Ronnie Barker, the English comedian who starred in British Broadcasting Corp. television shows including "The Two Ronnies" and "Porridge," has died. He was 76.
Barker died Monday at his home in Chipping Norton, Oxfordshire, England, of heart problems, the BBC announced.
"Ronnie was pure gold in triplicate -- as a performer, a writer and a friend," Ronnie Corbett, Barker's co-star from a dozen series, including the one that bore their first names, said in a statement.
Born in 1929 in Bedford, near London, Barker was best known for his comedy partnership with Corbett.
The two first worked together in the 1960s on the satirical TV show "That Was The Week That Was" presented by David Frost.
In 1971, they began a TV comedy series called "The Two Ronnies," which ran for more than 15 years.
Of all their programs, Barker said he was proudest of his performance as repeat offender Norman Stanley Fletcher in the comedy series "Porridge," which aired from 1973 to 1977.
The Fletcher character spent his prison time clashing with wardens and extricating himself and his cellmate Lennie Godber from trouble.
"I would say 'Porridge' is one of the greatest British sitcoms ever made," Times of London comedy critic Steve Armstrong told Sky News. "It dictated the way we see prison."
Barker was also a skilled comedy writer, creating many of the sketches for "The Two Ronnies."
He used the pseudonym Gerald Wiley -- initially unknown even to the cast -- so that his writing would be accepted for its quality rather than because of his star power.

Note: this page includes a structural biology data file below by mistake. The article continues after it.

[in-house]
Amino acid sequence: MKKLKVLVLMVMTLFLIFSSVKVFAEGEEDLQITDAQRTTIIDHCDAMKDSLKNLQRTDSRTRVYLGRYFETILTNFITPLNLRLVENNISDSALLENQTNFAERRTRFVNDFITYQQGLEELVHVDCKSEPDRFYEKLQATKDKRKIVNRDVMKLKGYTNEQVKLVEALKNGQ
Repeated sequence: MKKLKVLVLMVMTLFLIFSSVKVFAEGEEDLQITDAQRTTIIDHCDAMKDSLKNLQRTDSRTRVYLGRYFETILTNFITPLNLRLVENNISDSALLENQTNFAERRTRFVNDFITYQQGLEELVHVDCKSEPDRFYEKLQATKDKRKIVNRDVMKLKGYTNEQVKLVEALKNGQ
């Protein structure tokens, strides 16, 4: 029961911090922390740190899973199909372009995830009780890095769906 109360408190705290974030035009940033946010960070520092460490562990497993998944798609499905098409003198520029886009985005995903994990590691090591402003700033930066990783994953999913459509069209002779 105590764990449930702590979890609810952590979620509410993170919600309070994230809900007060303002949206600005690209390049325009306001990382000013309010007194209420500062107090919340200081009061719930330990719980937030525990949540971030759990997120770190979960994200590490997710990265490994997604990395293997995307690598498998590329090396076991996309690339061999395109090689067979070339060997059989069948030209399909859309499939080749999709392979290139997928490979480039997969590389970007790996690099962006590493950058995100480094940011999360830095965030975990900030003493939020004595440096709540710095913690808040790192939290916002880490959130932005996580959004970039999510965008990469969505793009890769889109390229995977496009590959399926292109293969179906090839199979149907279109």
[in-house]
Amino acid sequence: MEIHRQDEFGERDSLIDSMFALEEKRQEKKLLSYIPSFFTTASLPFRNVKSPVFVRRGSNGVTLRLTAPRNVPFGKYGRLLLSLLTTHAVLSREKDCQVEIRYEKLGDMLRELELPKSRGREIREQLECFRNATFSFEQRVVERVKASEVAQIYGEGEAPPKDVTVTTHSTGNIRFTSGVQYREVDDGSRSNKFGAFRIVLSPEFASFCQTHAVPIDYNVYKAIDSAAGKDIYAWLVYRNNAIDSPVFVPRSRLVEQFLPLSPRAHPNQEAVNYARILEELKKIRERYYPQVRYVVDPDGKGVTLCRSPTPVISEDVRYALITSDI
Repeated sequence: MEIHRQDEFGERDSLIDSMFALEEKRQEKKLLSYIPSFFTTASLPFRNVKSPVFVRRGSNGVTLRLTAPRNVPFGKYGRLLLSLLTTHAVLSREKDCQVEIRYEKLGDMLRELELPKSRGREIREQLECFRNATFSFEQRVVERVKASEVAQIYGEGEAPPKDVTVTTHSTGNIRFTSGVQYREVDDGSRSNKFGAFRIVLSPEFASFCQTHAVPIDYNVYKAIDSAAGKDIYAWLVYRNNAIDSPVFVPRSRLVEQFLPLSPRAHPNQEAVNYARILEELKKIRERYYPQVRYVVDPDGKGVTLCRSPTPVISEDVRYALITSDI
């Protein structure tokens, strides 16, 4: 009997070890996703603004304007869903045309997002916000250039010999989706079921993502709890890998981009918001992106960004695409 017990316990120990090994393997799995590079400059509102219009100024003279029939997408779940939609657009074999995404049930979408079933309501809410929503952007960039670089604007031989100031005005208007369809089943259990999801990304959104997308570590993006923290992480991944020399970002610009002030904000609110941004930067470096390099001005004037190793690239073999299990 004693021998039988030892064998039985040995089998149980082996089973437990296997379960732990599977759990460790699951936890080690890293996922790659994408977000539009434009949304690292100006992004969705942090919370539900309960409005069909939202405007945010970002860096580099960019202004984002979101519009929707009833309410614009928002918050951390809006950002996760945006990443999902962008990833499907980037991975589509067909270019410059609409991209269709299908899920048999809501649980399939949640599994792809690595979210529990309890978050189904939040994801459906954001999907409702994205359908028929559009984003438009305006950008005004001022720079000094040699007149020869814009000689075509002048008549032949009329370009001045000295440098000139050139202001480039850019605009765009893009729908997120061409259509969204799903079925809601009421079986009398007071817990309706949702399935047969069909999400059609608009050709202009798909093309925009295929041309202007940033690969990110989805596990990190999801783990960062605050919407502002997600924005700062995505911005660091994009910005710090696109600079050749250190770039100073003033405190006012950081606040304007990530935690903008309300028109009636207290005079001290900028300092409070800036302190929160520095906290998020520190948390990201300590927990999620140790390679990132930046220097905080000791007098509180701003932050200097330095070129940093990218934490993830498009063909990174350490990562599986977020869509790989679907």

The comedian's British humor, however, did not translate well for Americans.
When Los Angeles' PBS station KCET-TV Channel 28 telecast 26 episodes of "The Two Ronnies" in 1978, a Los Angeles Times reviewer commented:
"Unfortunately, their humor doesn't travel particularly well.... If you're unfamiliar with British geography, British slang, regional bumpkins or other assorted butts of British humor, the punch lines tend to fall with a mysterious, befuddling thud. You might want to make the rough analogy of Johnny Carson laying a basket of Burbank jokes on an uncomprehending crowd in Sussex."
After Barker's retirement in 1987, he returned to television for a Christmas special of "The Two Ronnies" in 1987, another special in 1999 and an appearance as Winston Churchill's butler in a 2002 television program, "The Gathering Storm."
Last year, after Barker received a lifetime achievement award from the British Academy of Film and Television Arts, he and Corbett returned to British TV screens with a new series consisting of fresh and old sketches.
Barker earned three other BAFTA awards, the British equivalent of the Oscar.
He is survived by his wife of 48 years, Joy, and children Adam, Larry and Charlotte Barker.